Lab Farm Director

University of Wisconsin - River Falls

July 18, 1997

Connolly Takes on Position of UW-RF Lab Farm Director
by: Maria Rohl-Franco
UWRF News Bureau

The responsibilities of being a university laboratory farm director are great.

But apparently not too great for Bill Connolly, who also plays a role in the planning of a new $2.8 million dairy facility for the UW-River Falls College of Agriculture, Food & Environmental Sciences, and also manages to be an active member of the CAFES Dairy Committee.

And he also is pursuing his master's degree.

Connolly graduated from Iowa State University with a bachelor's degree in farm operations and a background in agronomy and livestock. He began his career as the farm operator at Iowa State University before coming to UW-River Falls in 1985 as the assistant director under former Laboratory Farm Director Rudy Erickson.

When Erickson retired in 1996, Connolly was offered the interim Lab farm directorship. Dean Gary Rohde appointed him to the position on the recommendation of the the college's Farm Advisory Board. He was appointed permanently to the job in January.

As the lab farm director, Connolly manages and supervises the two University farms, which he says run very similar to regular farm operations, taking into consideration the livestock crop and dairy production.

The differences Connolly notes are in the purchasing and business operations aspects. Unlike a regular farm, everything has to be run through the University, which means extra paperwork because of its status as a state agency. Some of his office practices include analysis and summarization of farm records and transactions, processing bills and receipts and ordering products. He is also responsible for making decisions regarding major purchases and sales of livestock and crops.

The business aspect is the hardest part for Connolly to get used to, but Rhode says of Connolly, "I have confidence that he will do an excellent job as our Farm Director,... he is a competent and capable individual."

Connolly likes what he considers the "juggling" of the job. "One minute I can be doing paper work in the office, and in an hour I can be out working on a silo, or getting a tractor ready for the fields." He also likes the interaction with the University and the public.

Aside from the management and book work responsibilities, Connolly stresses an even more important responsibility: the importance of working closely with faculty and being available for students. The main purpose of the lab farms is educational through activities such as farm cropping operations, organizational activities and visitor tours, laboratory class activities, applied research projects and student employment, all of which Connolly manages and supervises.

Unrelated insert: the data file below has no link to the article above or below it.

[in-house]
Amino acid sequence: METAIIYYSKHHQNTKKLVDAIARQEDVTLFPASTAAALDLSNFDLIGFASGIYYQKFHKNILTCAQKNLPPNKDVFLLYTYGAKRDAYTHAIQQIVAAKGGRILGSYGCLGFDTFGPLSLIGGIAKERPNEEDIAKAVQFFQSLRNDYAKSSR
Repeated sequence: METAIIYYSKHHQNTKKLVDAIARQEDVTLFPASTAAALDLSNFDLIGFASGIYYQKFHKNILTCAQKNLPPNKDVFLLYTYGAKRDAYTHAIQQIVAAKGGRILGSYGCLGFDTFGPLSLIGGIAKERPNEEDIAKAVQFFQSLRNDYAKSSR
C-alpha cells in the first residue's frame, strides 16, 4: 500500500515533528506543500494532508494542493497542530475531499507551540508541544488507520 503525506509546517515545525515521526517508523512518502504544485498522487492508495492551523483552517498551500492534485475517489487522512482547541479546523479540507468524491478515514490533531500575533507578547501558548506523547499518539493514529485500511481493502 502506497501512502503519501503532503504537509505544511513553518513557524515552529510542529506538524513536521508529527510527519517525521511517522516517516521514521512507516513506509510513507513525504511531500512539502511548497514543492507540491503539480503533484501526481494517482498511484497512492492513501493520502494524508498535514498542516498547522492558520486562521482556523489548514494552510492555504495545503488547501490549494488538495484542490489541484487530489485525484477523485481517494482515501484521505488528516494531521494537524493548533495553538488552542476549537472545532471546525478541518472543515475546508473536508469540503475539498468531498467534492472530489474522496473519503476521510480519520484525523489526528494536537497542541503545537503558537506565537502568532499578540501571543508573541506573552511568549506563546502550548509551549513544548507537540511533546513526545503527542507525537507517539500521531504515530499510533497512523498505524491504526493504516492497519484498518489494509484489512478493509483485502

Connolly believes it is important to give students from all backgrounds the opportunity to become familiar with farm management practices. He believes the University offers excellent lab classes through a good agriculture science department that is dedicated to teaching.

Connolly is also a member of the Dairy Committee and is active in the planning stages of the new dairy facilities. Planning money has been released for the facility with the likelihood that it will be constructed in the next four years in the Mann Valley Farm.

Connolly also is pursuing his master's degree through an off-campus master of agriculture degree program through Iowa State University. The program is perfect for people like Connolly, who work full time and lead busy lives and do not have easy access to their program of interest. Connolly rarely ever has to travel to Iowa, as the program offers almost all of the curriculum through videotapes.

Connolly admits that this type of program is difficult to do and jokes that he is in the 15-year master's plan. But he also is very pleased with the program and the faculty he works with. "If I have a question all I have to do is send an e-mail message and I have an answer usually in less than an hour." He appreciates their support. "They understand that most of the students in the program are working full time in addition to studying the courses. Their motto is 'don't give up, however long it takes.'"

Connolly doesn't seem to plan on giving up on anything anytime soon.

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